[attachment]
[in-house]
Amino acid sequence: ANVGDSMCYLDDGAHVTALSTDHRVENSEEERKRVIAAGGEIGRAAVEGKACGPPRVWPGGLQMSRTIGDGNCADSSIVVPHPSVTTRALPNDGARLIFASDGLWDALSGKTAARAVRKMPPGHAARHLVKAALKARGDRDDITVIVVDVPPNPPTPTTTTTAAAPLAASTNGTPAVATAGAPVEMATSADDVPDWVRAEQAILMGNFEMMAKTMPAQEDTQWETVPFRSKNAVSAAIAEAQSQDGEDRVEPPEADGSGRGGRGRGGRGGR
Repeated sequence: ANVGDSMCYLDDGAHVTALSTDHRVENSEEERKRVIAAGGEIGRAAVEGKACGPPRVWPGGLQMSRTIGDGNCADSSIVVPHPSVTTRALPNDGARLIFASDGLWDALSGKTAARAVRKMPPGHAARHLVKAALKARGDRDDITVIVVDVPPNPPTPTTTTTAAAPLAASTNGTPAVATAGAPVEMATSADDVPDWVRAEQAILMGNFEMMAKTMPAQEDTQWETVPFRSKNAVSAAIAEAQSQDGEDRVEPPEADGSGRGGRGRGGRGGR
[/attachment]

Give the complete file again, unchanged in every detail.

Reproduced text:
[in-house]
Amino acid sequence: ANVGDSMCYLDDGAHVTALSTDHRVENSEEERKRVIAAGGEIGRAAVEGKACGPPRVWPGGLQMSRTIGDGNCADSSIVVPHPSVTTRALPNDGARLIFASDGLWDALSGKTAARAVRKMPPGHAARHLVKAALKARGDRDDITVIVVDVPPNPPTPTTTTTAAAPLAASTNGTPAVATAGAPVEMATSADDVPDWVRAEQAILMGNFEMMAKTMPAQEDTQWETVPFRSKNAVSAAIAEAQSQDGEDRVEPPEADGSGRGGRGRGGRGGR
Repeated sequence: ANVGDSMCYLDDGAHVTALSTDHRVENSEEERKRVIAAGGEIGRAAVEGKACGPPRVWPGGLQMSRTIGDGNCADSSIVVPHPSVTTRALPNDGARLIFASDGLWDALSGKTAARAVRKMPPGHAARHLVKAALKARGDRDDITVIVVDVPPNPPTPTTTTTAAAPLAASTNGTPAVATAGAPVEMATSADDVPDWVRAEQAILMGNFEMMAKTMPAQEDTQWETVPFRSKNAVSAAIAEAQSQDGEDRVEPPEADGSGRGGRGRGGRGGR